Congressman James E. Clyburn presented Claflin University with a $17.4 million check on Monday for the construction of a Bioscience Research and Technology Center.

The development of the center is part of a “holistic approach” to advancing the university, President Dr. Dwaun J. Warmack said.

“This is going to be game changing. It’s going to allow us to be one of the top research hubs,” Warmack said.

Funding for the facility came from the U.S. Department of Commerce and the National Institute of Standards and Technologies.

Clyburn congratulated Warmack for the “visionary leadership you bring to this school.”

“Claflin has never lost its place, and when we came here, the president made it known,” Clyburn said.

The center will allow more research into bioscience, environmental science, computer science and cybersecurity for faculty and students. The university also plans to conduct research into artificial intelligence.

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“We know biotech is an area of the future. We want to be the place that produces the most outstanding minority and African American women and men in STEM. This will propel us to be one of the top leaders in the nation around biotechnology and computer science,” Warmack said.

Improvements to the programs are an “excellent recruitment tool” and will allow Claflin’s bioscience and computer science programs to appeal to the “best and the brightest,” he said.

Construction of the facility is set to begin in November.

Warmack thanked Dr. Verlie Tisdale, Dr. Karina Liles and Dr. Gloria McCutcheon, faculty from the School of Natural Science and Mathematics, for writing the proposal for the funds.

McCutcheon, chair of the department of biology, says the new facility will increase the “yearning for learning.”

“We think that this will expand our opportunities to get more faculty from around the world. It’s always good to be in a teaching or learning environment that looks good and feels good. We have some older buildings now and we’re looking forward to moving some of the courses to the new facility,” McCutcheon said.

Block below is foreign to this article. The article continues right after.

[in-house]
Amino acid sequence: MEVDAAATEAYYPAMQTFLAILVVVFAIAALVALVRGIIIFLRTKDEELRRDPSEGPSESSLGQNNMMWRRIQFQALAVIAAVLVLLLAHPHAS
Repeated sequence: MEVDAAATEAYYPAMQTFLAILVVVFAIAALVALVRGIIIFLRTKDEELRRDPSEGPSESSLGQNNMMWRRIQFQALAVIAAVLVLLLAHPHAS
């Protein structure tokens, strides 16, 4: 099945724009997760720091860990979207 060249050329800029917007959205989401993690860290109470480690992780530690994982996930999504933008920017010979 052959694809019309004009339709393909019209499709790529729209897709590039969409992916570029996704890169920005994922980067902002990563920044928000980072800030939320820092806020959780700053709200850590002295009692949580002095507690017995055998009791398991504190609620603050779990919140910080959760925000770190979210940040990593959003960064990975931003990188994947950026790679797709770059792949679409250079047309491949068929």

The department developed a new online program that focuses on climate change, she said.

“We intend for it to be a global program with faculty and students from all over the world looking at the impact of climate change,” McCutcheon said.

Warmack thanked Clyburn for “believing in the outstanding work that happens in South Carolina and specifically here at Claflin University.”

In the last 18 months, Clyburn has helped award over $100 million to South Carolina institutions, Warmack said.

“This type of historic gift wouldn’t have happened without his dynamic commitment and leadership to the great state of South Carolina. None of this would have happened without great support. I can have all the vision in the world, but without resources, it can’t happen,” he said.

Clyburn was essential in acquiring $23 million from the Rebuilding American Infrastructure with Sustainability and Equity grant for the rehabilitation of Railroad Corner. The grant will fund a pedestrian bridge to connect South Carolina State University and Claflin to downtown Orangeburg.

“We are trying to make these two institutions a significant part of Orangeburg,” Clyburn said.

Warmack also provided updates on the university’s new student center. He says the student center will be completed in November. It will include a movie theater, Starbucks, Papa Johns, QDOBA and a large ballroom space.

“All of these things are open to the community. Everything we do is intentionally about what makes Orangeburg a better place to live, work and play,” Warmack said.

“Our goal is to educate them here and allow them to stay here in the great state of South Carolina.”

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